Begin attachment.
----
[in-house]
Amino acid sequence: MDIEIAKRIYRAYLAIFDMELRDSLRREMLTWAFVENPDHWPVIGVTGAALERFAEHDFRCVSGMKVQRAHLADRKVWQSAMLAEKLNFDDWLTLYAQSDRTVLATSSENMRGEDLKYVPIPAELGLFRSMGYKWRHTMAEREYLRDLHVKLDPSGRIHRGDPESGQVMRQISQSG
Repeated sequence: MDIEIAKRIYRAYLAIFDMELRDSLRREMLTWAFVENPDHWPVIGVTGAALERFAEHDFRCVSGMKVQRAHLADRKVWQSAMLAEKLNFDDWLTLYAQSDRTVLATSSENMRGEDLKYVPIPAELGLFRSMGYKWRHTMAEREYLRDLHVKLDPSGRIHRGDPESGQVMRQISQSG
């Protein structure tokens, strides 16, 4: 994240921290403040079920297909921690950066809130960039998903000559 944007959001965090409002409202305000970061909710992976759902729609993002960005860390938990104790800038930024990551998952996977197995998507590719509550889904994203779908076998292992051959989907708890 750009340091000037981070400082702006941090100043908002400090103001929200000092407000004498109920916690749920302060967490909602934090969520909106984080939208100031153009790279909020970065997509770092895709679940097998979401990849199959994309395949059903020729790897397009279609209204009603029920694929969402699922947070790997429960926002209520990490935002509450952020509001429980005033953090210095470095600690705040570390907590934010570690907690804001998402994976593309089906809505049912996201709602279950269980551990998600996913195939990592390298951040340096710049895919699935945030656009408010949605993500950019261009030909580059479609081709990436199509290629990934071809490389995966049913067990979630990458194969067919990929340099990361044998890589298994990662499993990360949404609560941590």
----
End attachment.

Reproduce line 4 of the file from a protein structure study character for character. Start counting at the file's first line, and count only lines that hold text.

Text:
């Protein structure tokens, strides 16, 4: 994240921290403040079920297909921690950066809130960039998903000559 944007959001965090409002409202305000970061909710992976759902729609993002960005860390938990104790800038930024990551998952996977197995998507590719509550889904994203779908076998292992051959989907708890 750009340091000037981070400082702006941090100043908002400090103001929200000092407000004498109920916690749920302060967490909602934090969520909106984080939208100031153009790279909020970065997509770092895709679940097998979401990849199959994309395949059903020729790897397009279609209204009603029920694929969402699922947070790997429960926002209520990490935002509450952020509001429980005033953090210095470095600690705040570390907590934010570690907690804001998402994976593309089906809505049912996201709602279950269980551990998600996913195939990592390298951040340096710049895919699935945030656009408010949605993500950019261009030909580059479609081709990436199509290629990934071809490389995966049913067990979630990458194969067919990929340099990361044998890589298994990662499993990360949404609560941590």